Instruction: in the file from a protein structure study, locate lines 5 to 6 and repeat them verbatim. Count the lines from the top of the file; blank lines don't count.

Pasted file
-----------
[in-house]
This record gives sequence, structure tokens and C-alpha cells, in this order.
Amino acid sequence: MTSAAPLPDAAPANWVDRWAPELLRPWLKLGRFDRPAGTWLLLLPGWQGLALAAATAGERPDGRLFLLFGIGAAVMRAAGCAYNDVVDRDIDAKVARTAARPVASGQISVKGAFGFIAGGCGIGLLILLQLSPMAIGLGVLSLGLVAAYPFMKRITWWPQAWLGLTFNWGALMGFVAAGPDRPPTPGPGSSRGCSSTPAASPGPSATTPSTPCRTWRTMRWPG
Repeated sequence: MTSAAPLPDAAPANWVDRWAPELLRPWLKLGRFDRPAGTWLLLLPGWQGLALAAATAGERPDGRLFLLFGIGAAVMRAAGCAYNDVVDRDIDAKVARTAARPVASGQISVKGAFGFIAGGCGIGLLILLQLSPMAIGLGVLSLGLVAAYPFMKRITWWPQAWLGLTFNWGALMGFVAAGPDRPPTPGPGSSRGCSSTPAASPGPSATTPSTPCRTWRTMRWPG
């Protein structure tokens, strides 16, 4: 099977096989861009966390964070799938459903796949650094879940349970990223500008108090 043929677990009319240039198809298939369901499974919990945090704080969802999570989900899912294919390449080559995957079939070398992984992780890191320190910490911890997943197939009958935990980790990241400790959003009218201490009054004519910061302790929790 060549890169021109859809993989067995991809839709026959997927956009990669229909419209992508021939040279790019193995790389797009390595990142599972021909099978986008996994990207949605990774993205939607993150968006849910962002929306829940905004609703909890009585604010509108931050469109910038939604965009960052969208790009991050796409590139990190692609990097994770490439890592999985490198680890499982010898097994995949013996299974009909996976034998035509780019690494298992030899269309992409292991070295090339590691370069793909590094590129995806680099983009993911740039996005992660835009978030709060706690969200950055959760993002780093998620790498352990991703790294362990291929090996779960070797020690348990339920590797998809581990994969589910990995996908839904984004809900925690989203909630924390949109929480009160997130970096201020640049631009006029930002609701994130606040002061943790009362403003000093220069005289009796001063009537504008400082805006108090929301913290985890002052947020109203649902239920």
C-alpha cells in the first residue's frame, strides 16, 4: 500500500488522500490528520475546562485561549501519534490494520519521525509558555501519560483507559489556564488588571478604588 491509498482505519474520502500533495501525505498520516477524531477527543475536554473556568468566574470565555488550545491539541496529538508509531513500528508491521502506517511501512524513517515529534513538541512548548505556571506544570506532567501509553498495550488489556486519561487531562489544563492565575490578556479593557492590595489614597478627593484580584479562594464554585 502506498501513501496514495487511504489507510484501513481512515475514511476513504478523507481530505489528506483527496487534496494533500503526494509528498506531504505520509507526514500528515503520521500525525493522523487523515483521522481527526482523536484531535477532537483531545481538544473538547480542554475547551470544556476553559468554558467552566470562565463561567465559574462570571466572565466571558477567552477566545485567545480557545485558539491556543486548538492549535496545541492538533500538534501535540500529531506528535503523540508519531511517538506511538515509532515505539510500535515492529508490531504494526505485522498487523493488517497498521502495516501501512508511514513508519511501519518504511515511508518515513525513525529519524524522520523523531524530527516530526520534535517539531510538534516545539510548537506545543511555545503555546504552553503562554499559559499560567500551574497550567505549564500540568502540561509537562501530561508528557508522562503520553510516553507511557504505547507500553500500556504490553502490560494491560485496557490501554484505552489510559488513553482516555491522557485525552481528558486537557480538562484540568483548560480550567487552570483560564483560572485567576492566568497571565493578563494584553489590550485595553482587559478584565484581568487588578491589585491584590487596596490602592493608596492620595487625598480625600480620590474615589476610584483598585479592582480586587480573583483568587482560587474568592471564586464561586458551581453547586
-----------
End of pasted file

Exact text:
């Protein structure tokens, strides 16, 4: 099977096989861009966390964070799938459903796949650094879940349970990223500008108090 043929677990009319240039198809298939369901499974919990945090704080969802999570989900899912294919390449080559995957079939070398992984992780890191320190910490911890997943197939009958935990980790990241400790959003009218201490009054004519910061302790929790 060549890169021109859809993989067995991809839709026959997927956009990669229909419209992508021939040279790019193995790389797009390595990142599972021909099978986008996994990207949605990774993205939607993150968006849910962002929306829940905004609703909890009585604010509108931050469109910038939604965009960052969208790009991050796409590139990190692609990097994770490439890592999985490198680890499982010898097994995949013996299974009909996976034998035509780019690494298992030899269309992409292991070295090339590691370069793909590094590129995806680099983009993911740039996005992660835009978030709060706690969200950055959760993002780093998620790498352990991703790294362990291929090996779960070797020690348990339920590797998809581990994969589910990995996908839904984004809900925690989203909630924390949109929480009160997130970096201020640049631009006029930002609701994130606040002061943790009362403003000093220069005289009796001063009537504008400082805006108090929301913290985890002052947020109203649902239920």
C-alpha cells in the first residue's frame, strides 16, 4: 500500500488522500490528520475546562485561549501519534490494520519521525509558555501519560483507559489556564488588571478604588 491509498482505519474520502500533495501525505498520516477524531477527543475536554473556568468566574470565555488550545491539541496529538508509531513500528508491521502506517511501512524513517515529534513538541512548548505556571506544570506532567501509553498495550488489556486519561487531562489544563492565575490578556479593557492590595489614597478627593484580584479562594464554585 502506498501513501496514495487511504489507510484501513481512515475514511476513504478523507481530505489528506483527496487534496494533500503526494509528498506531504505520509507526514500528515503520521500525525493522523487523515483521522481527526482523536484531535477532537483531545481538544473538547480542554475547551470544556476553559468554558467552566470562565463561567465559574462570571466572565466571558477567552477566545485567545480557545485558539491556543486548538492549535496545541492538533500538534501535540500529531506528535503523540508519531511517538506511538515509532515505539510500535515492529508490531504494526505485522498487523493488517497498521502495516501501512508511514513508519511501519518504511515511508518515513525513525529519524524522520523523531524530527516530526520534535517539531510538534516545539510548537506545543511555545503555546504552553503562554499559559499560567500551574497550567505549564500540568502540561509537562501530561508528557508522562503520553510516553507511557504505547507500553500500556504490553502490560494491560485496557490501554484505552489510559488513553482516555491522557485525552481528558486537557480538562484540568483548560480550567487552570483560564483560572485567576492566568497571565493578563494584553489590550485595553482587559478584565484581568487588578491589585491584590487596596490602592493608596492620595487625598480625600480620590474615589476610584483598585479592582480586587480573583483568587482560587474568592471564586464561586458551581453547586